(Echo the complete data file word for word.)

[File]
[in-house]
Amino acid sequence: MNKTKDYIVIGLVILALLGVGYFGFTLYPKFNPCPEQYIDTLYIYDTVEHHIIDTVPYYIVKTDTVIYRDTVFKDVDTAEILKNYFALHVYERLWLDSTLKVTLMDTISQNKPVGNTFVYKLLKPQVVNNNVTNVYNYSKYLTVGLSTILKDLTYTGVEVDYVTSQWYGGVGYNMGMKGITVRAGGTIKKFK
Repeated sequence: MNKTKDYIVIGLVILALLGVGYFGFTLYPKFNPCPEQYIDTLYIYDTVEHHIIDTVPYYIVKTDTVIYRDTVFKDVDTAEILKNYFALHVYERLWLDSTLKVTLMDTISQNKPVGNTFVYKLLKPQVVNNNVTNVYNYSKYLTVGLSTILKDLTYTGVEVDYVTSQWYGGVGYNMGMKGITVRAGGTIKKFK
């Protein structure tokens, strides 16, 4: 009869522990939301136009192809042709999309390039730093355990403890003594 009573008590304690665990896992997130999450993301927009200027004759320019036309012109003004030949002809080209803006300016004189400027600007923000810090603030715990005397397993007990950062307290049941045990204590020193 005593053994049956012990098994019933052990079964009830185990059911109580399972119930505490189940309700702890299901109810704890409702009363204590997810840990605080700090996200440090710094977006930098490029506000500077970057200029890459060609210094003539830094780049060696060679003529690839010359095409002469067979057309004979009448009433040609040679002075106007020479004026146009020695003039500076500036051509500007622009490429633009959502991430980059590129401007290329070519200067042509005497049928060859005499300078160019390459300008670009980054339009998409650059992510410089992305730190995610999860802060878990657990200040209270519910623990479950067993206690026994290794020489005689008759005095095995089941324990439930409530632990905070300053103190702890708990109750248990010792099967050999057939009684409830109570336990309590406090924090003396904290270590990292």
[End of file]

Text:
[in-house]
Amino acid sequence: MNKTKDYIVIGLVILALLGVGYFGFTLYPKFNPCPEQYIDTLYIYDTVEHHIIDTVPYYIVKTDTVIYRDTVFKDVDTAEILKNYFALHVYERLWLDSTLKVTLMDTISQNKPVGNTFVYKLLKPQVVNNNVTNVYNYSKYLTVGLSTILKDLTYTGVEVDYVTSQWYGGVGYNMGMKGITVRAGGTIKKFK
Repeated sequence: MNKTKDYIVIGLVILALLGVGYFGFTLYPKFNPCPEQYIDTLYIYDTVEHHIIDTVPYYIVKTDTVIYRDTVFKDVDTAEILKNYFALHVYERLWLDSTLKVTLMDTISQNKPVGNTFVYKLLKPQVVNNNVTNVYNYSKYLTVGLSTILKDLTYTGVEVDYVTSQWYGGVGYNMGMKGITVRAGGTIKKFK
């Protein structure tokens, strides 16, 4: 009869522990939301136009192809042709999309390039730093355990403890003594 009573008590304690665990896992997130999450993301927009200027004759320019036309012109003004030949002809080209803006300016004189400027600007923000810090603030715990005397397993007990950062307290049941045990204590020193 005593053994049956012990098994019933052990079964009830185990059911109580399972119930505490189940309700702890299901109810704890409702009363204590997810840990605080700090996200440090710094977006930098490029506000500077970057200029890459060609210094003539830094780049060696060679003529690839010359095409002469067979057309004979009448009433040609040679002075106007020479004026146009020695003039500076500036051509500007622009490429633009959502991430980059590129401007290329070519200067042509005497049928060859005499300078160019390459300008670009980054339009998409650059992510410089992305730190995610999860802060878990657990200040209270519910623990479950067993206690026994290794020489005689008759005095095995089941324990439930409530632990905070300053103190702890708990109750248990010792099967050999057939009684409830109570336990309590406090924090003396904290270590990292």